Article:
Reporting vs. Writing
A friend once told me there are two types of journalists: those who care about the story, and those who care about the writing. Very rarely do the two overlap.
In journalism school, I cared only about the story. I assumed editors would always fix my writing, but the story could make me famous. Too often, to break the story as soon as possible, I left eloquence by the wayside.
This isn’t necessarily a bad thing. To some extent, journalism needs writers such as this.
But after working at a newspaper for two years, I realized journalism schools are pumping out people by the hundreds, who care only about the story. Everyone hopes they have the next big scoop, but very few actually have the means to write it. (And those who do are too expensive for newspapers to employ.)
The story was always important, but impact was often lost in translation with grammatical and structural errors. I read stories where the reporter didn’t know the difference (or just didn’t care) between the words were and we’re,, affect and effect, ex. and i.e., and so on. But worse, I read stories where the reporter spelled a single person’s name differently 10 times.
I find it hard to imagine that John Updike or Gay Talese ever made such grave errors.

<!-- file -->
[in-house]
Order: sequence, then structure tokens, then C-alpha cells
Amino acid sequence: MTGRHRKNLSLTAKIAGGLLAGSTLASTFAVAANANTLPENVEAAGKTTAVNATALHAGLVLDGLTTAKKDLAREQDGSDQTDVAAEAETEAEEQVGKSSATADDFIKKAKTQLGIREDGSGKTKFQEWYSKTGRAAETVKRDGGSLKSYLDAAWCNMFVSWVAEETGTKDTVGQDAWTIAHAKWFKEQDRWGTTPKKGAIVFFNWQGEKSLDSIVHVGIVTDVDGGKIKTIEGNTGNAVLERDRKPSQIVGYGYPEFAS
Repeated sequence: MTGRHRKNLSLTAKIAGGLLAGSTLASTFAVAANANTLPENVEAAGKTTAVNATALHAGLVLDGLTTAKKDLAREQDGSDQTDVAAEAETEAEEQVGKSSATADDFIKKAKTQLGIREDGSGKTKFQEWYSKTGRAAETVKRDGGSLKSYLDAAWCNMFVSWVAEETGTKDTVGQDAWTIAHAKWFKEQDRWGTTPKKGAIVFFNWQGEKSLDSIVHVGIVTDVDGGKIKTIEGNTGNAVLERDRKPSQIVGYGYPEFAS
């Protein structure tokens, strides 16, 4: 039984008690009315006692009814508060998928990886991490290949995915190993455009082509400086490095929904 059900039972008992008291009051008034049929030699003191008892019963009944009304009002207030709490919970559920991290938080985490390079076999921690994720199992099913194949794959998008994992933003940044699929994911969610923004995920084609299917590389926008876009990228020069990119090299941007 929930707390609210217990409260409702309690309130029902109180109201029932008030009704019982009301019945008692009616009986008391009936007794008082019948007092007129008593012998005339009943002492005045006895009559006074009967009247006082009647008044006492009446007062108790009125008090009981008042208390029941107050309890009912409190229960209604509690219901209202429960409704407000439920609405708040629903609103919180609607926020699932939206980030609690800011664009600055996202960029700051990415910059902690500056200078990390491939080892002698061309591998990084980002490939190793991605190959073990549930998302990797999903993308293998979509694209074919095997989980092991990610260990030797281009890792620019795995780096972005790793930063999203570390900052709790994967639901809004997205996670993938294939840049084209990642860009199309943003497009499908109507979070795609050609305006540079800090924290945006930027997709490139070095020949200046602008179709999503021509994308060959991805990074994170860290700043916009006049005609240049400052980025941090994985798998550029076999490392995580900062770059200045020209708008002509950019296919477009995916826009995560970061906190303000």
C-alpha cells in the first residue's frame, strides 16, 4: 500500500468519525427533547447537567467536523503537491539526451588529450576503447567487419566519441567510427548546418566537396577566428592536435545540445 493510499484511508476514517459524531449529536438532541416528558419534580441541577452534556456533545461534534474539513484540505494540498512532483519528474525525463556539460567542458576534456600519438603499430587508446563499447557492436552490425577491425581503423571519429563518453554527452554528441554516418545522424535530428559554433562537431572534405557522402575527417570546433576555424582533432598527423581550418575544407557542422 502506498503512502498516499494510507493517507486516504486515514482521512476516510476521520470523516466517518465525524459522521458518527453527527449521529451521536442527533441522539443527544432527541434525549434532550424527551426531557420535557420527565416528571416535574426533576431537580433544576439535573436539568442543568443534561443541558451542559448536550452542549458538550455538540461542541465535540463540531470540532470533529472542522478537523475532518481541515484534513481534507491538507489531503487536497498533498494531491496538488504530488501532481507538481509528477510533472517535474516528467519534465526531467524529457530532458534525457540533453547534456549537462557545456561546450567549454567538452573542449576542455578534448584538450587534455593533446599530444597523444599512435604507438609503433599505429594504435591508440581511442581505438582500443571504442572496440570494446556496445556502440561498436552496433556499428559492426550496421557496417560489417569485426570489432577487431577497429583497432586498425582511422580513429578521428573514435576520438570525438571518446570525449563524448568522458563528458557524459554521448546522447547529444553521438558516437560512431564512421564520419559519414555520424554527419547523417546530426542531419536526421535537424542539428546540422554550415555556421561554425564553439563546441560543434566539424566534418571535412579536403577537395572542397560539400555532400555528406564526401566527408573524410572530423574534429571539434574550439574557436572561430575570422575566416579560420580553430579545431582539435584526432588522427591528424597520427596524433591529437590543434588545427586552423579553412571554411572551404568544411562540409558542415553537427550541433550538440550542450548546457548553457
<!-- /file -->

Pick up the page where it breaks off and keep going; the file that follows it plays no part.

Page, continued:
Recently, I made the switch to PR and it hasn’t been easy. I crossed the fence, as they say, to the “dark side.” I am now the pitcher instead of the catcher. While there always will be a great divide between journalism and PR, I think both sides can agree on the importance of story telling.
Previously, I operated under the same notion as many other journalists and thought PR was just a series of twists and spins that covered the reality of the hidden story. I foolishly overlooked the search for truth in the PR profession. Since switching, I’ve discovered the lessons that PR has to offer.
Similar to journalists, good PR professionals research their stories to the fullest and put the most important facts first. I’ve always heard of spin, but I haven’t witnessed it yet. What I do see is the search for great storytelling. Both journalism and PR hope to stay relevant by focusing on timely and newsworthy stories. Both strive for the utmost transparency.
The main similarity I discovered in both PR and journalism is presentation is everything, whether it’s a story or a pitch. A respectable article loses credibility if a top source is spelled wrong or if it contains multiple verb tenses in the same sentence. The story is important and the grammar and structure should honor that.
Whether or not either side acknowledges it, PR and journalism have a symbiotic relationship. PR professionals hope to coax a story while journalists try to write a fair one. Writers in both fields strive for the perfect balance of story and style. It’s hard to attain and easy to blame the counterbalance.
Both industries look at the other’s job as easier. But, done well, neither is.
— Cara Hebert